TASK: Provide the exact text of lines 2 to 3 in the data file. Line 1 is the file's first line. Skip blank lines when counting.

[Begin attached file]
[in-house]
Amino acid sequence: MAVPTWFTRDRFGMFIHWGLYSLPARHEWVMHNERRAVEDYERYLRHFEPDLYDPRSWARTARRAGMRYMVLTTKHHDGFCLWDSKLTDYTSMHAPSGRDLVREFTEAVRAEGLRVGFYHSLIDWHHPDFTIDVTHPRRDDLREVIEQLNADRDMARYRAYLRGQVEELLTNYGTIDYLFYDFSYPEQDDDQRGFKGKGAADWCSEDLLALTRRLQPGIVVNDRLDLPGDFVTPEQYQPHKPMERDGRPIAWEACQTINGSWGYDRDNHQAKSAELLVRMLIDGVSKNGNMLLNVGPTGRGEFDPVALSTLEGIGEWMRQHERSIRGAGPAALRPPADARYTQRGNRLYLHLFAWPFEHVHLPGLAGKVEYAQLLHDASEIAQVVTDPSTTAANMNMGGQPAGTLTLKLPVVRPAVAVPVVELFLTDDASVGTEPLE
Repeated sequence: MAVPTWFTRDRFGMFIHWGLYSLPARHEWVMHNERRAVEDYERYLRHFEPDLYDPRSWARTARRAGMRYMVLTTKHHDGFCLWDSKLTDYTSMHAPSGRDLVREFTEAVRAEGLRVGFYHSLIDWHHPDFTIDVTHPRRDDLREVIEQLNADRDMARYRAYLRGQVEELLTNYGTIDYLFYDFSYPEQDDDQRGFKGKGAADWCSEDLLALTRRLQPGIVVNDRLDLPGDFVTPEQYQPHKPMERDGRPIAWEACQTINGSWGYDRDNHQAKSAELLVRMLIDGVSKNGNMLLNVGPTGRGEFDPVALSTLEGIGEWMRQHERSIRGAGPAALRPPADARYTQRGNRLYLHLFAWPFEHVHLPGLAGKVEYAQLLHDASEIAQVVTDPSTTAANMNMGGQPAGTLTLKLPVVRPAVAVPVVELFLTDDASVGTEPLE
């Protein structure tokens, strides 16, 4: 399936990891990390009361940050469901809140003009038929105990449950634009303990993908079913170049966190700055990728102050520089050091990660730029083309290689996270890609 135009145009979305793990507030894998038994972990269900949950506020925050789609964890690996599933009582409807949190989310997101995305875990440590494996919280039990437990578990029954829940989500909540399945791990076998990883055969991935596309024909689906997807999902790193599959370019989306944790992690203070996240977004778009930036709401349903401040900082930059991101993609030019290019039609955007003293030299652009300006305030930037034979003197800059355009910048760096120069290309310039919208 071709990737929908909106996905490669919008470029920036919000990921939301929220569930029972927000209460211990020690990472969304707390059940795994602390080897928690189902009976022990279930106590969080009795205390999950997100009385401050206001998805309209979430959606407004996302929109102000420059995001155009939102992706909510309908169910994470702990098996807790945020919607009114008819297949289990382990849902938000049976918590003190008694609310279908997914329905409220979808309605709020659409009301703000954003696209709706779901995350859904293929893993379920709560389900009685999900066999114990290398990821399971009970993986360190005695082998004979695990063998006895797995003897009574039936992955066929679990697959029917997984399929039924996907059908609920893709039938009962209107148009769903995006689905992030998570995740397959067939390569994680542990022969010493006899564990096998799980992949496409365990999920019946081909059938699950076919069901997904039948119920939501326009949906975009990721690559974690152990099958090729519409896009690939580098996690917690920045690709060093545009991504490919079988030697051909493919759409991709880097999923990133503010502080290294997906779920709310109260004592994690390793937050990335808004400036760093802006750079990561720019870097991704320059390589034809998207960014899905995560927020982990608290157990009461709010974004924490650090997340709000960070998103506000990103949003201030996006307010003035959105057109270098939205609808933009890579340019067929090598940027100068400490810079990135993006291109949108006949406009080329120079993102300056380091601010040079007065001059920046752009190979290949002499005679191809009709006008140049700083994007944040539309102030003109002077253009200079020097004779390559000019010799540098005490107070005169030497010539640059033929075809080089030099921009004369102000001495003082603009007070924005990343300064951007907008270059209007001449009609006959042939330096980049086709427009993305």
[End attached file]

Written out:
Amino acid sequence: MAVPTWFTRDRFGMFIHWGLYSLPARHEWVMHNERRAVEDYERYLRHFEPDLYDPRSWARTARRAGMRYMVLTTKHHDGFCLWDSKLTDYTSMHAPSGRDLVREFTEAVRAEGLRVGFYHSLIDWHHPDFTIDVTHPRRDDLREVIEQLNADRDMARYRAYLRGQVEELLTNYGTIDYLFYDFSYPEQDDDQRGFKGKGAADWCSEDLLALTRRLQPGIVVNDRLDLPGDFVTPEQYQPHKPMERDGRPIAWEACQTINGSWGYDRDNHQAKSAELLVRMLIDGVSKNGNMLLNVGPTGRGEFDPVALSTLEGIGEWMRQHERSIRGAGPAALRPPADARYTQRGNRLYLHLFAWPFEHVHLPGLAGKVEYAQLLHDASEIAQVVTDPSTTAANMNMGGQPAGTLTLKLPVVRPAVAVPVVELFLTDDASVGTEPLE
Repeated sequence: MAVPTWFTRDRFGMFIHWGLYSLPARHEWVMHNERRAVEDYERYLRHFEPDLYDPRSWARTARRAGMRYMVLTTKHHDGFCLWDSKLTDYTSMHAPSGRDLVREFTEAVRAEGLRVGFYHSLIDWHHPDFTIDVTHPRRDDLREVIEQLNADRDMARYRAYLRGQVEELLTNYGTIDYLFYDFSYPEQDDDQRGFKGKGAADWCSEDLLALTRRLQPGIVVNDRLDLPGDFVTPEQYQPHKPMERDGRPIAWEACQTINGSWGYDRDNHQAKSAELLVRMLIDGVSKNGNMLLNVGPTGRGEFDPVALSTLEGIGEWMRQHERSIRGAGPAALRPPADARYTQRGNRLYLHLFAWPFEHVHLPGLAGKVEYAQLLHDASEIAQVVTDPSTTAANMNMGGQPAGTLTLKLPVVRPAVAVPVVELFLTDDASVGTEPLE